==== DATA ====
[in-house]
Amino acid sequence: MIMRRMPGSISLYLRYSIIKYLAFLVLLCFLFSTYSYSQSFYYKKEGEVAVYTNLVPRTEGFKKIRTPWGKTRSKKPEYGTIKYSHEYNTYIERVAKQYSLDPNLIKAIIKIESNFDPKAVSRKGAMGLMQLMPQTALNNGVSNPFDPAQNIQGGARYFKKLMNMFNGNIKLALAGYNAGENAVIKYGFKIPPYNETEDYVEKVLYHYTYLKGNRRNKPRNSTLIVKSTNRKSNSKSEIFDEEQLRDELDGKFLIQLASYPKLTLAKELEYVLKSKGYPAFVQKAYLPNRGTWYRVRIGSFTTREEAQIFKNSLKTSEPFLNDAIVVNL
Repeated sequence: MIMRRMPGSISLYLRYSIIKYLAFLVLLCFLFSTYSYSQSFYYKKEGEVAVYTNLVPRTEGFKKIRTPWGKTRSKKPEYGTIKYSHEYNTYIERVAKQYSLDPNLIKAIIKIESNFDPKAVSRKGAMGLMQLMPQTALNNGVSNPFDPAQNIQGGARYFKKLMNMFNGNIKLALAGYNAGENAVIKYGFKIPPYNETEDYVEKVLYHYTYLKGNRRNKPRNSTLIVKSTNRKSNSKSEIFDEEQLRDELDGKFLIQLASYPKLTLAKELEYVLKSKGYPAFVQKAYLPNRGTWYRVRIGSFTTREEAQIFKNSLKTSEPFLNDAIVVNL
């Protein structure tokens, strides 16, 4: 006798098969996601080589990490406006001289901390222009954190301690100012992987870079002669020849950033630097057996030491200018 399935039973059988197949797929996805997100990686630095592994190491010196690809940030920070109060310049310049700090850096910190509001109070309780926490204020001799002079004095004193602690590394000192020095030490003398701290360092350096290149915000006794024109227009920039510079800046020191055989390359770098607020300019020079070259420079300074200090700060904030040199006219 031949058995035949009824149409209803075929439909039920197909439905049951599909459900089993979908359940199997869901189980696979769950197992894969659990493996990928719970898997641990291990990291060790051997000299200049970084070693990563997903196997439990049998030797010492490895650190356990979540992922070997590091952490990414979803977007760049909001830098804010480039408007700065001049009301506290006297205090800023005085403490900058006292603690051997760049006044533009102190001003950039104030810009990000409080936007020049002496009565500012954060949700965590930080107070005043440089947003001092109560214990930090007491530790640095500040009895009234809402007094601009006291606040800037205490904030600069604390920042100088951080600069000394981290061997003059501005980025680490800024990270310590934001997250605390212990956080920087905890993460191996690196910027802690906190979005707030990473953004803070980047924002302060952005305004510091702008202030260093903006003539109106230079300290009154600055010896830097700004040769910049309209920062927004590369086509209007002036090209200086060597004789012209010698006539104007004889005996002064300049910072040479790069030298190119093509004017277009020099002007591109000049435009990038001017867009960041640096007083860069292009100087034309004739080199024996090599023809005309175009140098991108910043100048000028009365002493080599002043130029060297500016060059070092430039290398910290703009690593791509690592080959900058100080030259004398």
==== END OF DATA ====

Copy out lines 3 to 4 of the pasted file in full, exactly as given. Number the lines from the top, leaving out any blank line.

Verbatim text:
Repeated sequence: MIMRRMPGSISLYLRYSIIKYLAFLVLLCFLFSTYSYSQSFYYKKEGEVAVYTNLVPRTEGFKKIRTPWGKTRSKKPEYGTIKYSHEYNTYIERVAKQYSLDPNLIKAIIKIESNFDPKAVSRKGAMGLMQLMPQTALNNGVSNPFDPAQNIQGGARYFKKLMNMFNGNIKLALAGYNAGENAVIKYGFKIPPYNETEDYVEKVLYHYTYLKGNRRNKPRNSTLIVKSTNRKSNSKSEIFDEEQLRDELDGKFLIQLASYPKLTLAKELEYVLKSKGYPAFVQKAYLPNRGTWYRVRIGSFTTREEAQIFKNSLKTSEPFLNDAIVVNL
């Protein structure tokens, strides 16, 4: 006798098969996601080589990490406006001289901390222009954190301690100012992987870079002669020849950033630097057996030491200018 399935039973059988197949797929996805997100990686630095592994190491010196690809940030920070109060310049310049700090850096910190509001109070309780926490204020001799002079004095004193602690590394000192020095030490003398701290360092350096290149915000006794024109227009920039510079800046020191055989390359770098607020300019020079070259420079300074200090700060904030040199006219 031949058995035949009824149409209803075929439909039920197909439905049951599909459900089993979908359940199997869901189980696979769950197992894969659990493996990928719970898997641990291990990291060790051997000299200049970084070693990563997903196997439990049998030797010492490895650190356990979540992922070997590091952490990414979803977007760049909001830098804010480039408007700065001049009301506290006297205090800023005085403490900058006292603690051997760049006044533009102190001003950039104030810009990000409080936007020049002496009565500012954060949700965590930080107070005043440089947003001092109560214990930090007491530790640095500040009895009234809402007094601009006291606040800037205490904030600069604390920042100088951080600069000394981290061997003059501005980025680490800024990270310590934001997250605390212990956080920087905890993460191996690196910027802690906190979005707030990473953004803070980047924002302060952005305004510091702008202030260093903006003539109106230079300290009154600055010896830097700004040769910049309209920062927004590369086509209007002036090209200086060597004789012209010698006539104007004889005996002064300049910072040479790069030298190119093509004017277009020099002007591109000049435009990038001017867009960041640096007083860069292009100087034309004739080199024996090599023809005309175009140098991108910043100048000028009365002493080599002043130029060297500016060059070092430039290398910290703009690593791509690592080959900058100080030259004398």